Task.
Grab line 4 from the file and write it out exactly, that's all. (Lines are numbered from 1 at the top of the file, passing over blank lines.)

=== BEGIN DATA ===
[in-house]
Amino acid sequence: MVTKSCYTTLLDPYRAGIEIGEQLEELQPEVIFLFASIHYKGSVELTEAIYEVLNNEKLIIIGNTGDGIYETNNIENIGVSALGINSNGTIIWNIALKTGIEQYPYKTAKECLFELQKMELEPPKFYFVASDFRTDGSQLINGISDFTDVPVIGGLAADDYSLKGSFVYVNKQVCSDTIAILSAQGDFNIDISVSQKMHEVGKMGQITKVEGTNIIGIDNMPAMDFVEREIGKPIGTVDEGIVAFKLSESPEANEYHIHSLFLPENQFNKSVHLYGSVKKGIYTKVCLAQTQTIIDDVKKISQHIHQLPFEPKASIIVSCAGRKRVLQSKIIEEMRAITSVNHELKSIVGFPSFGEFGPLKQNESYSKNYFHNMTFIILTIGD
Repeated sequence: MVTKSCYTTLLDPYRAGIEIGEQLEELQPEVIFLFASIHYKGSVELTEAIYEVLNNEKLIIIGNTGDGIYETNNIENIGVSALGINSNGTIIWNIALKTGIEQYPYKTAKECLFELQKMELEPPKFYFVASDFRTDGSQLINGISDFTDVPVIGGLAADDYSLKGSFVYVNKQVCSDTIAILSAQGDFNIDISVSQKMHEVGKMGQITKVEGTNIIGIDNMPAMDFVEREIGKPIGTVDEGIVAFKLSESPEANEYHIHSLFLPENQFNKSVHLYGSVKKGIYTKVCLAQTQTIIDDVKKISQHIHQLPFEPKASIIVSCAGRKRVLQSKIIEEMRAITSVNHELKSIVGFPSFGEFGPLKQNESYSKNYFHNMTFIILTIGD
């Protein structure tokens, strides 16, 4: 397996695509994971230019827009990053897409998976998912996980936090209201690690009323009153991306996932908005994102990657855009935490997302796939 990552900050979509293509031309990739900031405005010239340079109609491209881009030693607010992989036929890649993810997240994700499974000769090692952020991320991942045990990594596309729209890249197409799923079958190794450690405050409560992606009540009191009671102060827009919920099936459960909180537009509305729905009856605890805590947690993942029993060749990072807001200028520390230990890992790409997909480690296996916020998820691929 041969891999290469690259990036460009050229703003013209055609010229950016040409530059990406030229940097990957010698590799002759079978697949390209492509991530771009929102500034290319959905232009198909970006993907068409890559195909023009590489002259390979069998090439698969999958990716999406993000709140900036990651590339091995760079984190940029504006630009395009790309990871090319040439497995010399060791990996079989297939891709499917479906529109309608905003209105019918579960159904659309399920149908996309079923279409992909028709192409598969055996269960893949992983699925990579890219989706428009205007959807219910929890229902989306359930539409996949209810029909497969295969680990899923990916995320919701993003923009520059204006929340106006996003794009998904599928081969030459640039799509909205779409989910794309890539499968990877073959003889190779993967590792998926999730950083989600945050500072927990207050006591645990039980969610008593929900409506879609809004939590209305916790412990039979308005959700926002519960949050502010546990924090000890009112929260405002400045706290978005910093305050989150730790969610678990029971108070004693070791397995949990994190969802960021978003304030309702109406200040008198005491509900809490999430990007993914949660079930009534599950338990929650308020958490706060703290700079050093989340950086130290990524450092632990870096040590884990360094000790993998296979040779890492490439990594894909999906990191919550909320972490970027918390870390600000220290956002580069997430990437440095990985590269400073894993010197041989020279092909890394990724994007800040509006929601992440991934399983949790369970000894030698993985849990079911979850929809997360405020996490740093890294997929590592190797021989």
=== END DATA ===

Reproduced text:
């Protein structure tokens, strides 16, 4: 397996695509994971230019827009990053897409998976998912996980936090209201690690009323009153991306996932908005994102990657855009935490997302796939 990552900050979509293509031309990739900031405005010239340079109609491209881009030693607010992989036929890649993810997240994700499974000769090692952020991320991942045990990594596309729209890249197409799923079958190794450690405050409560992606009540009191009671102060827009919920099936459960909180537009509305729905009856605890805590947690993942029993060749990072807001200028520390230990890992790409997909480690296996916020998820691929 041969891999290469690259990036460009050229703003013209055609010229950016040409530059990406030229940097990957010698590799002759079978697949390209492509991530771009929102500034290319959905232009198909970006993907068409890559195909023009590489002259390979069998090439698969999958990716999406993000709140900036990651590339091995760079984190940029504006630009395009790309990871090319040439497995010399060791990996079989297939891709499917479906529109309608905003209105019918579960159904659309399920149908996309079923279409992909028709192409598969055996269960893949992983699925990579890219989706428009205007959807219910929890229902989306359930539409996949209810029909497969295969680990899923990916995320919701993003923009520059204006929340106006996003794009998904599928081969030459640039799509909205779409989910794309890539499968990877073959003889190779993967590792998926999730950083989600945050500072927990207050006591645990039980969610008593929900409506879609809004939590209305916790412990039979308005959700926002519960949050502010546990924090000890009112929260405002400045706290978005910093305050989150730790969610678990029971108070004693070791397995949990994190969802960021978003304030309702109406200040008198005491509900809490999430990007993914949660079930009534599950338990929650308020958490706060703290700079050093989340950086130290990524450092632990870096040590884990360094000790993998296979040779890492490439990594894909999906990191919550909320972490970027918390870390600000220290956002580069997430990437440095990985590269400073894993010197041989020279092909890394990724994007800040509006929601992440991934399983949790369970000894030698993985849990079911979850929809997360405020996490740093890294997929590592190797021989």